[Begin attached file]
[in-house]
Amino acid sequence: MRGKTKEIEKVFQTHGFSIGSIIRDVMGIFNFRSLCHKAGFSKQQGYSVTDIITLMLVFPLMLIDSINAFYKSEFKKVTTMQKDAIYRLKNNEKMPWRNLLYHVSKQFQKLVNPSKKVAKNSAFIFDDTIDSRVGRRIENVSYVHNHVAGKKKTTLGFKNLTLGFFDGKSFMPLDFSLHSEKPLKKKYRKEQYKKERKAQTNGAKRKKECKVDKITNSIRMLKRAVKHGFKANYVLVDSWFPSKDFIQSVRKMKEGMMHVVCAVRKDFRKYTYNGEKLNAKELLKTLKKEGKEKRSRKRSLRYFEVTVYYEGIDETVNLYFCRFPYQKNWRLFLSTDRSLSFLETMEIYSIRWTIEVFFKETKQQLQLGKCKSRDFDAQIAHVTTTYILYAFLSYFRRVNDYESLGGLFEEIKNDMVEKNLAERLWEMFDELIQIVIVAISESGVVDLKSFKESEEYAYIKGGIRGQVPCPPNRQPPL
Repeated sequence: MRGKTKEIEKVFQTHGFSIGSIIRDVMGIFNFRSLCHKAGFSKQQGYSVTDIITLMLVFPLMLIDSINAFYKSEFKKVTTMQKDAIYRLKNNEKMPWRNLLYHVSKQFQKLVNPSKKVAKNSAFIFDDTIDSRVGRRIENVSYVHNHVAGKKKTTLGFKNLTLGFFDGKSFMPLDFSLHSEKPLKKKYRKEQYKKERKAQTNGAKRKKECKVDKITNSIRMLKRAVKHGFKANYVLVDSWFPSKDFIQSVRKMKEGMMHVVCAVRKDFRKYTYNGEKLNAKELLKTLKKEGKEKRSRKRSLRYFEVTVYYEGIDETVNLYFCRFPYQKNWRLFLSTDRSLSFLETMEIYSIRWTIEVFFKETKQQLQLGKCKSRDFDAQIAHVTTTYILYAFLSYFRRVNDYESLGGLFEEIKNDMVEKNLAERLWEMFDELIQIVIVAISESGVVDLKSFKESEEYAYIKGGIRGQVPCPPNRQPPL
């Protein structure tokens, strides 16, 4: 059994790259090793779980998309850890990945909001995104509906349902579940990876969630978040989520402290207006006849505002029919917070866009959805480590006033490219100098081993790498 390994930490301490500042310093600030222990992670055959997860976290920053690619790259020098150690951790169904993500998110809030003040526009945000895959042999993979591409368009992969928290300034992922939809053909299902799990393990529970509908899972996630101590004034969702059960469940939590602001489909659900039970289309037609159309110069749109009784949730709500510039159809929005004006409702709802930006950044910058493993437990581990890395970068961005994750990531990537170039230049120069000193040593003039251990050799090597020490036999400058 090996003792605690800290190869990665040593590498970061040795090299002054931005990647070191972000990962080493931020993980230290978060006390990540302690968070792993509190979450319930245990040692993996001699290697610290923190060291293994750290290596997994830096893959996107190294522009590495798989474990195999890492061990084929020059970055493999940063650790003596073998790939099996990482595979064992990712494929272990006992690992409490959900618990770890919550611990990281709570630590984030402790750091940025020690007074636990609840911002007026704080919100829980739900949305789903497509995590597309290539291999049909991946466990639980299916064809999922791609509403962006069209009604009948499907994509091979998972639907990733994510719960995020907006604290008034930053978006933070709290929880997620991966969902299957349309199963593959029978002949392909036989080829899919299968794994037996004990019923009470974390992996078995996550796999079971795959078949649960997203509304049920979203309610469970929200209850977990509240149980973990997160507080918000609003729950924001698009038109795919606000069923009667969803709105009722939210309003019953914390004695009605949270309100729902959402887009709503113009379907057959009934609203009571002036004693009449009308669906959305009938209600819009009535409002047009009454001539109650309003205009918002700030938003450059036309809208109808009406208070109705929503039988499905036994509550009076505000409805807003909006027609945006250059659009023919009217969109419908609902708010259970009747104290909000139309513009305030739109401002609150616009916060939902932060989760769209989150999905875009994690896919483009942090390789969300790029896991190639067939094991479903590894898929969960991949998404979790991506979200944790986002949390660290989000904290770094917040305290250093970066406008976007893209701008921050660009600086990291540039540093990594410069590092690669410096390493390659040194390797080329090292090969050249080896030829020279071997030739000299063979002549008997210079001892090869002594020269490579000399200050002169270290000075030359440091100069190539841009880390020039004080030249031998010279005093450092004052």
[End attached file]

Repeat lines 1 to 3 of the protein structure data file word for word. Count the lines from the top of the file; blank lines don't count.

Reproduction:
[in-house]
Amino acid sequence: MRGKTKEIEKVFQTHGFSIGSIIRDVMGIFNFRSLCHKAGFSKQQGYSVTDIITLMLVFPLMLIDSINAFYKSEFKKVTTMQKDAIYRLKNNEKMPWRNLLYHVSKQFQKLVNPSKKVAKNSAFIFDDTIDSRVGRRIENVSYVHNHVAGKKKTTLGFKNLTLGFFDGKSFMPLDFSLHSEKPLKKKYRKEQYKKERKAQTNGAKRKKECKVDKITNSIRMLKRAVKHGFKANYVLVDSWFPSKDFIQSVRKMKEGMMHVVCAVRKDFRKYTYNGEKLNAKELLKTLKKEGKEKRSRKRSLRYFEVTVYYEGIDETVNLYFCRFPYQKNWRLFLSTDRSLSFLETMEIYSIRWTIEVFFKETKQQLQLGKCKSRDFDAQIAHVTTTYILYAFLSYFRRVNDYESLGGLFEEIKNDMVEKNLAERLWEMFDELIQIVIVAISESGVVDLKSFKESEEYAYIKGGIRGQVPCPPNRQPPL
Repeated sequence: MRGKTKEIEKVFQTHGFSIGSIIRDVMGIFNFRSLCHKAGFSKQQGYSVTDIITLMLVFPLMLIDSINAFYKSEFKKVTTMQKDAIYRLKNNEKMPWRNLLYHVSKQFQKLVNPSKKVAKNSAFIFDDTIDSRVGRRIENVSYVHNHVAGKKKTTLGFKNLTLGFFDGKSFMPLDFSLHSEKPLKKKYRKEQYKKERKAQTNGAKRKKECKVDKITNSIRMLKRAVKHGFKANYVLVDSWFPSKDFIQSVRKMKEGMMHVVCAVRKDFRKYTYNGEKLNAKELLKTLKKEGKEKRSRKRSLRYFEVTVYYEGIDETVNLYFCRFPYQKNWRLFLSTDRSLSFLETMEIYSIRWTIEVFFKETKQQLQLGKCKSRDFDAQIAHVTTTYILYAFLSYFRRVNDYESLGGLFEEIKNDMVEKNLAERLWEMFDELIQIVIVAISESGVVDLKSFKESEEYAYIKGGIRGQVPCPPNRQPPL